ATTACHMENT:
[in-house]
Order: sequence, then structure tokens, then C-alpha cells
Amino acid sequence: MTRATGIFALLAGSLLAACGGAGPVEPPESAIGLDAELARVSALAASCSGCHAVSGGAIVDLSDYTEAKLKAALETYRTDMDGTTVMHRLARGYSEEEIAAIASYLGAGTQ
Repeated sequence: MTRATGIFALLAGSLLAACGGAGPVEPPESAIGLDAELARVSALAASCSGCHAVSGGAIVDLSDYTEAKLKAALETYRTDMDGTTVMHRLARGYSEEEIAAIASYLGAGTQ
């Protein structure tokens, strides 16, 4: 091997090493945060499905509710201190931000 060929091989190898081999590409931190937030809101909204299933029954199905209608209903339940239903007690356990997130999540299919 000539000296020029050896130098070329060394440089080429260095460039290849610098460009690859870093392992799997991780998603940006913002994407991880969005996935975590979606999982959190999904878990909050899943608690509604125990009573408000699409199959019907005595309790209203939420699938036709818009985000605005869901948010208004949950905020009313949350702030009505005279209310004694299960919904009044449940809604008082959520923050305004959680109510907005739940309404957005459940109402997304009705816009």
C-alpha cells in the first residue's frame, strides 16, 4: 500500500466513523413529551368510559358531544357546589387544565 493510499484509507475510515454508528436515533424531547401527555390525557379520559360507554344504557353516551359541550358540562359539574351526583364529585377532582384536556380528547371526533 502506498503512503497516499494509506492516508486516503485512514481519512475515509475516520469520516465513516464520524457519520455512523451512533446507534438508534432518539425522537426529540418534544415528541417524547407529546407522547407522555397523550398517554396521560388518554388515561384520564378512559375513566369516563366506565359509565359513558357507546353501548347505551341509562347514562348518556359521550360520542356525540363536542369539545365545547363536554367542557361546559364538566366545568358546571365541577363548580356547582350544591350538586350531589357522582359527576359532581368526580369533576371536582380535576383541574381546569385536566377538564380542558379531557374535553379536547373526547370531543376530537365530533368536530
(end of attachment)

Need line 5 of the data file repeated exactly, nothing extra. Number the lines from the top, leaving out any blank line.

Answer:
């Protein structure tokens, strides 16, 4: 091997090493945060499905509710201190931000 060929091989190898081999590409931190937030809101909204299933029954199905209608209903339940239903007690356990997130999540299919 000539000296020029050896130098070329060394440089080429260095460039290849610098460009690859870093392992799997991780998603940006913002994407991880969005996935975590979606999982959190999904878990909050899943608690509604125990009573408000699409199959019907005595309790209203939420699938036709818009985000605005869901948010208004949950905020009313949350702030009505005279209310004694299960919904009044449940809604008082959520923050305004959680109510907005739940309404957005459940109402997304009705816009």